Clearing landmines on the road to sustainable development
When peace returned to Cambodia after decades of war, people uprooted by the conflict went back to their villages and farms. Moeurng Phan was among them. By 1993, her village of Veal Vong in the north-west of the country had begun to welcome back its former residents.
“Life was very difficult,” said Moeurng Phan. She worked with her nephew on their farm despite the risks: the village was surrounded by 17 minefields with a combined size of over 121 football fields. “We had to reclaim our land, or we would have nothing,” she said.
Her nephew hit an anti-tank mine while driving a tractor and was killed. “I could do nothing for him. I was deeply shocked. I couldn’t eat for weeks,” she said. Forty-nine people have been killed or injured by unexploded mines in the small village.
With support from UNDP, the government, the Cambodian Mine Action and Victim Assistance Authority, and the Cambodian Mine Action Centre began to clear the contaminated land. “We started clearing mines in 2004,” said Noum Chhayroum of the Mine Action Planning Unit in Veal Vong. “We found 398 landmines, 32 anti-tank mines and 229 other explosives.”
Free from landmines
The last contaminated field in Veal Vong was cleared in 2019. “There has been a big change in the last few years,” said Morn’Mon, Deputy Village Chief. “Many people now have tractors. There are drying facilities for corn. There is animal farming. We can market our produce.”
UNDP began its work on mine action in Cambodia 30 years ago. Through partnership and the joint effort of the government, the national authority, armed forces, and mine action operators, 2,300 square kilometres of land have been cleared, 4 million unexploded ordnances destroyed and 7.5 million people in the country have benefited.
“Anti-personnel mines and explosive remnants of war have caused widespread fear and suffering to individuals, families and communities, significantly impacting the nation’s development prospects,” said Alissar Chaker, UNDP Resident Representative for Cambodia.
She said the mine action work “provided some of the most vulnerable and impoverished people with a chance to improve their livelihoods through access to cleared land and its return to productive use.”
More action needed
There are 200 square kilometres of land that still need to be cleared in Cambodia. Much work remains to be done both there and around the world. Landmines, cluster munitions and other explosive remnants of war are present in more than 60 countries, half of which are the poorest countries in the world.
More than 350,000 people have been killed or maimed by explosive weapons over the last decade, according to Action on Armed Violence; 75 percent were civilians. The Landmine Monitor says that the number of victims has steadily increased since 2013.
Explosive remnants of war don’t just take lives and limbs; they hinder reconstruction and recovery, and deprive communities of land for cultivation. UNDP believes mine action accelerates broader sustainable development, delivering jobs, livelihoods, food security, and water and sanitation.
Marking 30 years of action on landmines
Over the past three decades, UNDP and its partners have supported over 50 countries to tackle the challenges posed by landmines, providing explosive ordnance risk education, victim assistance, and undertaking clearance operations. Through strengthening governments, UNDP delivers emergency job programmes and local development initiatives, supports the reconstruction of damaged infrastructure, implements repatriation plans, rebuilds trust and creates safe livelihoods.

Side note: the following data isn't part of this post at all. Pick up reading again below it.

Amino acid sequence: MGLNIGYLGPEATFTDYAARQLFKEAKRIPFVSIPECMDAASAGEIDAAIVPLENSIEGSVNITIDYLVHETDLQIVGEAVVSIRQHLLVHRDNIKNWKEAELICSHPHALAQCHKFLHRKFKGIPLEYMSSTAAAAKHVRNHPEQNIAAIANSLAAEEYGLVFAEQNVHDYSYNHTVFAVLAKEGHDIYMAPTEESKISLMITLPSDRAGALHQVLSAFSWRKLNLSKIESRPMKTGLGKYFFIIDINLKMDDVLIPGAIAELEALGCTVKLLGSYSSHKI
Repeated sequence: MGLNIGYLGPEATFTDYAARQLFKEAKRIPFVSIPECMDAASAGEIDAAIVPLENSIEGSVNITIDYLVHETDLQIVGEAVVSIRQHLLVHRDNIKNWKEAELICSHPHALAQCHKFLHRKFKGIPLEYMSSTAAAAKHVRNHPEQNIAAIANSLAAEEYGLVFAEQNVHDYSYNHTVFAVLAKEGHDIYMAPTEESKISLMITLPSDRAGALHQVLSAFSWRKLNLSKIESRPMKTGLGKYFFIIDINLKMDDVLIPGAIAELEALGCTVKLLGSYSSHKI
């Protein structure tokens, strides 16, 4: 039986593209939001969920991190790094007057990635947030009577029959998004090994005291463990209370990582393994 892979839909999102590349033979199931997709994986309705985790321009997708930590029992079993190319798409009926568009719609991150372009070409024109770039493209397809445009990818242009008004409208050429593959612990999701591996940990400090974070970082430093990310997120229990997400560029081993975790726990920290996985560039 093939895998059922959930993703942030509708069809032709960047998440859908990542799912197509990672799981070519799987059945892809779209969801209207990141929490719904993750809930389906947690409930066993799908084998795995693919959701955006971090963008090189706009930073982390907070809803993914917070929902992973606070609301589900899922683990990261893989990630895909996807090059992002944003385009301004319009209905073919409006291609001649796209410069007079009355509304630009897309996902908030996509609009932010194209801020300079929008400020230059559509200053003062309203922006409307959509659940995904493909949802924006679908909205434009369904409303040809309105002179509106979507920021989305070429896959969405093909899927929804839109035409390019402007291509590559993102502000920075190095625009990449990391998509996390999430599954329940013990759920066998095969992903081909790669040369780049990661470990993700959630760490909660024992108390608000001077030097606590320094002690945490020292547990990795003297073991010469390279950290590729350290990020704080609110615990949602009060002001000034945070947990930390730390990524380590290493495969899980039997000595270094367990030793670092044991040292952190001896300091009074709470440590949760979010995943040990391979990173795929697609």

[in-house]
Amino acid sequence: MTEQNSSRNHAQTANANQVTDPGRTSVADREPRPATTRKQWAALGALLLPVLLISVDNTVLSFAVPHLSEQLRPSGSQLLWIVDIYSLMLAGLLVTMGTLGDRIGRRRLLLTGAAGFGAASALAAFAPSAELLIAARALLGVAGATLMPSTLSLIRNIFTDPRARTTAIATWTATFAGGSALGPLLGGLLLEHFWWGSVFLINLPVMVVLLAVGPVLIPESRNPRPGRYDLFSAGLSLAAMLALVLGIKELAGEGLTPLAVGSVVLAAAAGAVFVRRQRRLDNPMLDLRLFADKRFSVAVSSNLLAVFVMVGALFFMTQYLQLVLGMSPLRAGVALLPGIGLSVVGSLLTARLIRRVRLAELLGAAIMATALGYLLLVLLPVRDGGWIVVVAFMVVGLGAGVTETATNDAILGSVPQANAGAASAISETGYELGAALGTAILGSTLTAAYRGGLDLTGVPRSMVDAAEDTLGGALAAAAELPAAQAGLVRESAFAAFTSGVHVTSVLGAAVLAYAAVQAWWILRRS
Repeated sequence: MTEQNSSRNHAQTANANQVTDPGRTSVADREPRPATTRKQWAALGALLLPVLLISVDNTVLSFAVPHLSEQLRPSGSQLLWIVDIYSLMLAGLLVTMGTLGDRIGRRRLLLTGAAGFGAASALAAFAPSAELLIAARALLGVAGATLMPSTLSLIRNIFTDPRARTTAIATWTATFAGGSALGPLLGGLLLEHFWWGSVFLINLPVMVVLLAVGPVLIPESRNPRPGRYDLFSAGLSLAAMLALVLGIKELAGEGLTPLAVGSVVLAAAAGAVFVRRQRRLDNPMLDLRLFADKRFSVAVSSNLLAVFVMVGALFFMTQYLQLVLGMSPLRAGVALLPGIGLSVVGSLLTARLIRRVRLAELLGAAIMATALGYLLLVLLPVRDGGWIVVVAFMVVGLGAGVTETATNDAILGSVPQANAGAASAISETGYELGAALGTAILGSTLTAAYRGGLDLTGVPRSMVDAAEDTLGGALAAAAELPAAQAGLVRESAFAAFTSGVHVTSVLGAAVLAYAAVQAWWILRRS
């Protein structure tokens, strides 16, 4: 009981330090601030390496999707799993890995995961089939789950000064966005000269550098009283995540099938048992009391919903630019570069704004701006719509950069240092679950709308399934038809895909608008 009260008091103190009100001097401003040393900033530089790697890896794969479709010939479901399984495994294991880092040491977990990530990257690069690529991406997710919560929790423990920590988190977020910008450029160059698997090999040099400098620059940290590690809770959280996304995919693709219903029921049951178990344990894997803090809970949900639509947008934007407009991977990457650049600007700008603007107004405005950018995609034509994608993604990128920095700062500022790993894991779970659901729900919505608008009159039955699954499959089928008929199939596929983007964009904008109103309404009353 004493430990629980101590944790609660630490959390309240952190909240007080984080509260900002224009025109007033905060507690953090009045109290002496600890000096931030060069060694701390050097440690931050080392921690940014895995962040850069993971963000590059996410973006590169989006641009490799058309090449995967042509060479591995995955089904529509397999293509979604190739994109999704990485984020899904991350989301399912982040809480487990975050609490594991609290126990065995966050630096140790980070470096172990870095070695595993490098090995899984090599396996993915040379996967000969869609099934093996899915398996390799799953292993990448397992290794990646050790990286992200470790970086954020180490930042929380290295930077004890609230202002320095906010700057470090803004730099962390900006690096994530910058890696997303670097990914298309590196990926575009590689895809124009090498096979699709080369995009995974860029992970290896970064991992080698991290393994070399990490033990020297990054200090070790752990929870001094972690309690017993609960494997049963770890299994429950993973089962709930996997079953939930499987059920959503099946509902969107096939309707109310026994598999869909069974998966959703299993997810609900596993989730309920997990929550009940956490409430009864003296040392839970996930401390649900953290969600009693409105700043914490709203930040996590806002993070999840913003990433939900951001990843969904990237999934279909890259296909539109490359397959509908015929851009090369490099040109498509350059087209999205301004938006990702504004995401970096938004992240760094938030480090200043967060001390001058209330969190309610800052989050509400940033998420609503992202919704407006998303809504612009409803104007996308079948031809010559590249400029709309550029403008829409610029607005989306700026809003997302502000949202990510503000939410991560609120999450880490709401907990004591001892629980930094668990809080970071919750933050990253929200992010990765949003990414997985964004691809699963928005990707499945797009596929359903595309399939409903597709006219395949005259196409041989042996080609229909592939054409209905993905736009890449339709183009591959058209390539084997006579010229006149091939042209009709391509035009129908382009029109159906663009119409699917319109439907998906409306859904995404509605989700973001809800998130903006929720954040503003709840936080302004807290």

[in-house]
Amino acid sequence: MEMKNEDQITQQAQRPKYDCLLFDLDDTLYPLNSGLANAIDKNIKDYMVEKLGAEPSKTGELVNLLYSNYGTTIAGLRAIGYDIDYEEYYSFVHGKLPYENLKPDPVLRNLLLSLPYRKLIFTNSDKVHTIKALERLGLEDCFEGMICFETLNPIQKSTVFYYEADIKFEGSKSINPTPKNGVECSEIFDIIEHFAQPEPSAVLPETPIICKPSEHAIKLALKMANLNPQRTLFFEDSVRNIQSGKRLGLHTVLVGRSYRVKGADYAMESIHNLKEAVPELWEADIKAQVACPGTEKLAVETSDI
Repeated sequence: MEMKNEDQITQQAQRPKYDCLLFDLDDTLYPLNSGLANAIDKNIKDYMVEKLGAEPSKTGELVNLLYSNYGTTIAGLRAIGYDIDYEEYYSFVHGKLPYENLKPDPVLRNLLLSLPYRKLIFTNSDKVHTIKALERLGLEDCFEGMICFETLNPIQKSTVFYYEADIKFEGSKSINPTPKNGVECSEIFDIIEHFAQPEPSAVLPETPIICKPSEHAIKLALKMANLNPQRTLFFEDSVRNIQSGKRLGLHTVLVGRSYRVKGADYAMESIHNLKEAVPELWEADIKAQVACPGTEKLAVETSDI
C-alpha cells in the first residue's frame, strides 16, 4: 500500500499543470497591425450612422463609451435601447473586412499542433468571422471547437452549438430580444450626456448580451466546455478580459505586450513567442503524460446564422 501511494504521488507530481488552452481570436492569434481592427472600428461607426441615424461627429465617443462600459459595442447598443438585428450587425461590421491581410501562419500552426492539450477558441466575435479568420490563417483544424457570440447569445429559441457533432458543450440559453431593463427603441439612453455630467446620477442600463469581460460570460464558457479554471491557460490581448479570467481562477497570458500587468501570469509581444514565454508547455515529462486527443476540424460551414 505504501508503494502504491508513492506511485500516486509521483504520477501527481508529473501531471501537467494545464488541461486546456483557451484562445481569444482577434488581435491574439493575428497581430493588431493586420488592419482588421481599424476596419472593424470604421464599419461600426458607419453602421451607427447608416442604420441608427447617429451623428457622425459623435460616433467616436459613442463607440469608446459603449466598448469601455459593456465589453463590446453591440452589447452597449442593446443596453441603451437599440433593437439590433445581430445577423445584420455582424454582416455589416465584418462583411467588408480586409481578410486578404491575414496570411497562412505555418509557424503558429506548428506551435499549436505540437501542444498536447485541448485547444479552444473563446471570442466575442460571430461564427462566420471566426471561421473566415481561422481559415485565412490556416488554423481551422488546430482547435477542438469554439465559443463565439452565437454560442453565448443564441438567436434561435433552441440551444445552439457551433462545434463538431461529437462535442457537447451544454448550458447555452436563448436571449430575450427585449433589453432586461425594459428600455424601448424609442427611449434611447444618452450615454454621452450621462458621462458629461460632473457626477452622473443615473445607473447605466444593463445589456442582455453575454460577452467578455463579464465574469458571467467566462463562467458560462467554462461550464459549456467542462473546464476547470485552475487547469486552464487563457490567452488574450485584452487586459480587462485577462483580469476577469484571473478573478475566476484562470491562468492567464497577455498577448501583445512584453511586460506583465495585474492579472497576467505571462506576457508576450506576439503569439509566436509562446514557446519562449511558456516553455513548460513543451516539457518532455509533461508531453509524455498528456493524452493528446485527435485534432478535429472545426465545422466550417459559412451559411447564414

For instance, in Yemen over 5 million people have benefited from mine clearance activities, and over 1 million people beneficiated from awareness activities. Prevention is better than cure: by promoting behavioural change through public-information campaigns, the numbers of mine victims can be greatly reduced. In Viet Nam, UNDP supports the government in clearance, education and assistance to survivors, who receive prosthetics and rehabilitation.
Lao PDR has been, per capita, the most heavily bombed country in the world. Support to the government’s clearance operations includes a new evidence-based survey methodology. In Tajikistan, UNDP has been helping to develop the capacity of the National Mine Action Centre. In Bosnia and Herzegovina and Lebanon, UNDP provided 170,000 victims with vocational training, access to small grants and social rehabilitation. Three hundred villages in Lebanon are using land cleared of mines for socio-economic activities.
With assistance from UNDP, Albania, Guinea Bissau, Jordan, Mozambique and Uganda have declared themselves free of known anti-personnel mines.
International Day for Mine Awareness and Assistance in Mine Action
The UN is marking its work on mine action on 4 April with a series of events at its headquarters in New York and in offices around the world. The events in New York include an exhibition to which UNDP has contributed an installation on 30 years of work in Cambodia.
Looking ahead, there is much more to do to reduce the risks and build better futures for mine-affected communities. Conflicts and violence are becoming more complex, intense and urbanized. Left behind explosive remnants of war hinder safe return, early recovery and long-term sustainable development.
Under the coordination of the United Nations Mine Action Service (UNMAS), UNDP will strengthen national ownership and build new partnerships to deliver development benefits of mine action and to build resilient communities.
Achieving the 2030 Agenda for Sustainable Development means a world free from the threat of mines and other explosive remnants of war, to ensure that no one, no state, and no war zone is left behind.